I finally made it through William Gibson's Neuromancer, which was on my reading list for a while. (I'm trying to mix it up a bit with some fiction.)
A ton has been written about this book, which many say was one of the most seminal works of science fiction of all time. I'll just concentrate on my own takeaways and the things I found most interesting in the book.
First of all, my biggest reaction came as a fan of The Matrix. Did the creators of the movies take 90% of their inspiration from this book, or is it just me? The locations, the scenes, the "jacking in to the matrix," even some of the characters (Molly/Trinity, Case/Neo) -- they're almost copies. I guess this might be an example of the saying, "imitation is the highest form of flattery" (or that "good artists borrow, great artists steal"). I love The Matrix, but I am now more down on it since I see it as less original.
Overall, I found the book extremely well-written and quite different in its language than other science fiction I have read. The biggest thing in the book that made me think was the issue of technology to change our physical bodies and minds -- upgrades and implants. Things like heads-up displays (augmented reality), improved physique, geolocation -- wait a minute, is this sci-fi or real life? It's exciting and scary that these things are converging. Should there be a line we draw? When are we no longer human? Or is humanity just defined by our brain/mind, so if we change everything else we're still human? What if we change/improve/fix our brain with a machine? What if a machine runs our brain?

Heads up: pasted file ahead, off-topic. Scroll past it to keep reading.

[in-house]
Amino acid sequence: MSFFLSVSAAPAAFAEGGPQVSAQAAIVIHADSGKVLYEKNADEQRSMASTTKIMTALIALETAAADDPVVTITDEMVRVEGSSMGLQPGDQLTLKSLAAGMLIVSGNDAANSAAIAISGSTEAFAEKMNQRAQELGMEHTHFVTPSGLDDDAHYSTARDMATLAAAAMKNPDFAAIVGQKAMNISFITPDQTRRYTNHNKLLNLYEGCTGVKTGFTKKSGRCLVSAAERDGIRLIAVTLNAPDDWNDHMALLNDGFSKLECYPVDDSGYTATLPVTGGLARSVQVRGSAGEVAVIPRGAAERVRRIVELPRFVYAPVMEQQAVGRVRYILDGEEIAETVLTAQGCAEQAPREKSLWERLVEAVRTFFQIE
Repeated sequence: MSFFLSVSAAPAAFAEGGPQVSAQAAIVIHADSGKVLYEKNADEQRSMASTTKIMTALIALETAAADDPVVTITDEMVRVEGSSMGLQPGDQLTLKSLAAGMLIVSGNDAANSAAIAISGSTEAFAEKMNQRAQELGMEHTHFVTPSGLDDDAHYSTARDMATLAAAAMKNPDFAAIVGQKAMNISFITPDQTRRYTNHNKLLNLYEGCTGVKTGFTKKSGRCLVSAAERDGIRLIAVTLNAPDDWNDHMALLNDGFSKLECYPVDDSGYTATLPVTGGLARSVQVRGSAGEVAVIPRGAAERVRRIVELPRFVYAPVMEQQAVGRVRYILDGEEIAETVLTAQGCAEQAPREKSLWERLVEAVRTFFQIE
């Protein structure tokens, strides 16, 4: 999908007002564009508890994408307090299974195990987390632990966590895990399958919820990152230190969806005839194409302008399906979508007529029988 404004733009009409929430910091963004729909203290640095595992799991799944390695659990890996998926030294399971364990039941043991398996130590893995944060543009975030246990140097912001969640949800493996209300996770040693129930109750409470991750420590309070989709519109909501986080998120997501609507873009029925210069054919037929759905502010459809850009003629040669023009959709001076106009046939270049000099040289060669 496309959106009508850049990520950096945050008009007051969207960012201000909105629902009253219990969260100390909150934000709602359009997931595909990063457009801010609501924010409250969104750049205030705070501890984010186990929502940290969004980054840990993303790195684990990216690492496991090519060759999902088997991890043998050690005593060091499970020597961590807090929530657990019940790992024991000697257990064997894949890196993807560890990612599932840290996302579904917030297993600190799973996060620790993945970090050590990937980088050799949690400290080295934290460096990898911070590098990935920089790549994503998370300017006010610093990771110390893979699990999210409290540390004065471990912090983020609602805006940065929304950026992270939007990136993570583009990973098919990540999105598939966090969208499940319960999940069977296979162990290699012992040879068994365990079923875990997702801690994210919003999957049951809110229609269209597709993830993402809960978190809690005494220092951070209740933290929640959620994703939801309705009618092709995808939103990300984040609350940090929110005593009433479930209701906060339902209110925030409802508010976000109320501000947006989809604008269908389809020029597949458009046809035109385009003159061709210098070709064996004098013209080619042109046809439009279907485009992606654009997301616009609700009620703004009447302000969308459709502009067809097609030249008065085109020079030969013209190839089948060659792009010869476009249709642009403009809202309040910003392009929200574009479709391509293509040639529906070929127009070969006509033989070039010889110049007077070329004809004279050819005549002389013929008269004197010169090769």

The epilogue of the book was actually one of the most interesting chapters for me to read as it was written by another sci-fi author analyzing Gibson's work. The analysis focused on how Neuromancer was a projection of Gibson's past and present onto his vision of the future. How much of our hope (or fear) about the future is defined by our past and current reality?
Fun book -- definitely recommended to any Matrix fans out there.